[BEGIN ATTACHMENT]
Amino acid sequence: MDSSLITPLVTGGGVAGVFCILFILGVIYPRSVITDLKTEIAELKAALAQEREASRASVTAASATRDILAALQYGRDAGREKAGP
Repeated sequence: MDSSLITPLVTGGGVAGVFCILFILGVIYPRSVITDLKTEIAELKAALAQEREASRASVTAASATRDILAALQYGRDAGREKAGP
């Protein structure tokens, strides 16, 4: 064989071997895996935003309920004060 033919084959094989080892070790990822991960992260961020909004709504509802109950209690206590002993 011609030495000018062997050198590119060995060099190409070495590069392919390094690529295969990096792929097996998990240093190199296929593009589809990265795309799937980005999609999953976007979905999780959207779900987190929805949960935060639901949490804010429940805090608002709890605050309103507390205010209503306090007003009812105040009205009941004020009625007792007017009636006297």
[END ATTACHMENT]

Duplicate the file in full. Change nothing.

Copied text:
Amino acid sequence: MDSSLITPLVTGGGVAGVFCILFILGVIYPRSVITDLKTEIAELKAALAQEREASRASVTAASATRDILAALQYGRDAGREKAGP
Repeated sequence: MDSSLITPLVTGGGVAGVFCILFILGVIYPRSVITDLKTEIAELKAALAQEREASRASVTAASATRDILAALQYGRDAGREKAGP
């Protein structure tokens, strides 16, 4: 064989071997895996935003309920004060 033919084959094989080892070790990822991960992260961020909004709504509802109950209690206590002993 011609030495000018062997050198590119060995060099190409070495590069392919390094690529295969990096792929097996998990240093190199296929593009589809990265795309799937980005999609999953976007979905999780959207779900987190929805949960935060639901949490804010429940805090608002709890605050309103507390205010209503306090007003009812105040009205009941004020009625007792007017009636006297």